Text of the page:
Cape Town City's mayoral committee member for safety and security JP Smith,  during a rail enforcement unit officers' patrol. PHOTO: Supplied.
Cape Town City's mayoral committee member for safety and security JP Smith, during a rail enforcement unit officers' patrol. PHOTO: Supplied.
Cape Town City's mayoral committee member for safety and security JP Smith accompanied the rail enforcement unit (REU) officers during a patrol of trains and railway stations in Cape Town on Friday morning. PHOTO: Supplied.
Cape Town City's mayoral committee member for safety and security JP Smith accompanied the rail enforcement unit (REU) officers during a patrol of trains and railway stations in Cape Town on Friday morning. PHOTO: Supplied.
REU officers with commuters during the patrol. PHOTO: Supplied.
REU officers with commuters during the patrol. PHOTO: Supplied.

The City of Cape Town's mayoral committee member for safety and security, JP Smith accompanied the rail enforcement unit (REU) officers during a patrol of trains and railway stations in Cape Town on Friday morning.

The unit was launched in recent weeks in to assist the existing security services with the challenges that the  Metrorail service faced, which include attacks on the rail infrastructure and assets, the sabotage of the urban rail network, as well as the safety of commuters and rail employees.

Cape Town City's mayoral committee member for safety and security JP Smith at a Cape Town station during the rail enforcement unit (REU) officers patrol on Friday. PHOTO: Supplied.


The City said the formation of the unit follows a memorandum of agreement it signed in May with the Passenger Rail Agency of South Africa (Prasa) and the Western Cape government in which the three stakeholders committed to jointly fund the R47,9 million needed to establish and operate the unit for a period of 12 months.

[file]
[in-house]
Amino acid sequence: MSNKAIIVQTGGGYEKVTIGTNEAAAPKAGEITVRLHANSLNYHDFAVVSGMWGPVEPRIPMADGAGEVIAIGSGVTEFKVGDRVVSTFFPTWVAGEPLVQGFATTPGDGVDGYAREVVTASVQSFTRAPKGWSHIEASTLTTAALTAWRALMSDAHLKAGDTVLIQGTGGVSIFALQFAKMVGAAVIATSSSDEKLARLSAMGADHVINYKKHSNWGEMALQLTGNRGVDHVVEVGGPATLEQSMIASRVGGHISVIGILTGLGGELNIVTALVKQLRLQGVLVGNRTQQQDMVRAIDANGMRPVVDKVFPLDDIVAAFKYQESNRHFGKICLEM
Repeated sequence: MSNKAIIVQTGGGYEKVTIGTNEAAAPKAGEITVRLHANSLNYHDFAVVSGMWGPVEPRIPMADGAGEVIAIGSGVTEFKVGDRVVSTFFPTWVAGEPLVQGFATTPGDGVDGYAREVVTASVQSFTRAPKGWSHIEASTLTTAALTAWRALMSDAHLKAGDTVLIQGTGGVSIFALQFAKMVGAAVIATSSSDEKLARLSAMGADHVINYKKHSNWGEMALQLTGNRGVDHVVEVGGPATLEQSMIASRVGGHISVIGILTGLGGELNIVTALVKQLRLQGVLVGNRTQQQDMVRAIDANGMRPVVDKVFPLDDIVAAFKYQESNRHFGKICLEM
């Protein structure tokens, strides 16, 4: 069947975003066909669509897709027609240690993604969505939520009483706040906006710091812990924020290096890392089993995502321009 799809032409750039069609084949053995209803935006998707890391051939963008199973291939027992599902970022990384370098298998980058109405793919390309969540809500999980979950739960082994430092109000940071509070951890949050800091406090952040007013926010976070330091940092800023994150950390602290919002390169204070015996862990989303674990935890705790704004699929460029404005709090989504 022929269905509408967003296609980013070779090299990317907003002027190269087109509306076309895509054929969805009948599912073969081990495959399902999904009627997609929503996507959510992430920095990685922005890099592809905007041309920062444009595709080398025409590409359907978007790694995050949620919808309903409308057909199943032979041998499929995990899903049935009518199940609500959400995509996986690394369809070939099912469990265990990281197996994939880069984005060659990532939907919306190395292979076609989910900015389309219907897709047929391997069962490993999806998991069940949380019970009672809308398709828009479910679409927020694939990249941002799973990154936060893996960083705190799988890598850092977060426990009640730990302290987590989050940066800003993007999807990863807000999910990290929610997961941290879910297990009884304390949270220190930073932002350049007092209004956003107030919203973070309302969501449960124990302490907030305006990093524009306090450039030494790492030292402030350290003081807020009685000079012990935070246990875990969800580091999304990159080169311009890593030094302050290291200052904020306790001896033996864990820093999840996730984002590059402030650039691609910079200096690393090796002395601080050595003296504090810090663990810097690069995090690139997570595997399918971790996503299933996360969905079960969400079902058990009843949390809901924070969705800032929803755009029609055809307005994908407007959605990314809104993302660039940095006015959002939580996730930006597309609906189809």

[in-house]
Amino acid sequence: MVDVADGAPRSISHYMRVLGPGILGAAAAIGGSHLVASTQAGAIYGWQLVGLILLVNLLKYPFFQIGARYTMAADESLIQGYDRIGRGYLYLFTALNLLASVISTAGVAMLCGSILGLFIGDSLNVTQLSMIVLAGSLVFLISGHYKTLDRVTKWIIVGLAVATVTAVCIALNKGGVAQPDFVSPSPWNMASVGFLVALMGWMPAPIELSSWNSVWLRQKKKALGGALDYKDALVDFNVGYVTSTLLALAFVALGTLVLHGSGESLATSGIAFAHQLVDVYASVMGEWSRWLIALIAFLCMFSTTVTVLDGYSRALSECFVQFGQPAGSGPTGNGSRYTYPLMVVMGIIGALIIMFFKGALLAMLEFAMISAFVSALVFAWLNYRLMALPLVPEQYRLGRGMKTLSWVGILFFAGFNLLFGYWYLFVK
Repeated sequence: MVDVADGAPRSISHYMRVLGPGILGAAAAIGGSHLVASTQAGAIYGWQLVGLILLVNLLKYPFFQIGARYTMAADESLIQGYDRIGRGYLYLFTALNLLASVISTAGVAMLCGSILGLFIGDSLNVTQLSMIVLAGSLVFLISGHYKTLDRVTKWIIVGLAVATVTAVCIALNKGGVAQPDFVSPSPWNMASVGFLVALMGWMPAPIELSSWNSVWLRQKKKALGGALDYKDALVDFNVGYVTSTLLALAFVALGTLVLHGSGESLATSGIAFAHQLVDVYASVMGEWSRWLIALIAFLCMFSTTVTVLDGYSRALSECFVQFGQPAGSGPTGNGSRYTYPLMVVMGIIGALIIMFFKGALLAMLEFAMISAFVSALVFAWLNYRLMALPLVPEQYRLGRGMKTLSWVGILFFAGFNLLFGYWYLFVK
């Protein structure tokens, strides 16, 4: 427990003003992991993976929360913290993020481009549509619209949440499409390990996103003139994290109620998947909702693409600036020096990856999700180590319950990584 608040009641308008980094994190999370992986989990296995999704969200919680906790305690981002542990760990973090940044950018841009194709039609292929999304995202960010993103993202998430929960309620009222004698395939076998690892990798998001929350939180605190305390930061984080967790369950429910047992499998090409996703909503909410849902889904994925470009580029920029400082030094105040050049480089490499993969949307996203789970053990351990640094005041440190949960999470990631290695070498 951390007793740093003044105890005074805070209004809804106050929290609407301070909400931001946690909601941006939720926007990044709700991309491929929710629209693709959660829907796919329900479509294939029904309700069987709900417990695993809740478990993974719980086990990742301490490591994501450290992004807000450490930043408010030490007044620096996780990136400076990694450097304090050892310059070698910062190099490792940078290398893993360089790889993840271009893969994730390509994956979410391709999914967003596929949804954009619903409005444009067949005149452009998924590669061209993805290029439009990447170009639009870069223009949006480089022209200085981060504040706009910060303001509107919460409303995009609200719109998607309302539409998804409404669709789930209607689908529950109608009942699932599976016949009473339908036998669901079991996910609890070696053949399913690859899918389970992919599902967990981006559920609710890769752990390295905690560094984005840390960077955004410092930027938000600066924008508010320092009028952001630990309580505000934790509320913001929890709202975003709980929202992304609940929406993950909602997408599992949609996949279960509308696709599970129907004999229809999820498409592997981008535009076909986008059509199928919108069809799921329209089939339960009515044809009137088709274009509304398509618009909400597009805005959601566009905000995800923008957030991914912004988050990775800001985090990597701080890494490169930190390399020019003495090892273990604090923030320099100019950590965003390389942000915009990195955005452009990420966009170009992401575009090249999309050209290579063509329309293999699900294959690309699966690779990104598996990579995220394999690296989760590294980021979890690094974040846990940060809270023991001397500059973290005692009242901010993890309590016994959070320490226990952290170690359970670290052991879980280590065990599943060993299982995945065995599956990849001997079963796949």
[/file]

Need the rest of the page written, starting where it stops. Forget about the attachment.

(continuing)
“Passengers say they feel much safer with REU on trains. We will be engaging Prasa via MEC Donald Grant in the next week or two to explore the expansion of the initiative beyond pilot programme to ensure permanent deployment of officers on every train set and squads to patrol infrastructure,” Smith said.

During the patrol, Smith said he also noticed that many passengers did not have valid train tickets.

“On the carriage, I am on, one out of 18 passengers have a ticket at the moment. Next carriage has zero tickets out of 42 passengers,” he said.

Valid trail ticket found on the train. PHOTO: Supplied.

Last month, activist group Unite Behind organised a big protest outside the Cape Town train station, calling for the swift recovery of troubled rail services and prioritising of passenger safety and security.

African News Agency (ANA)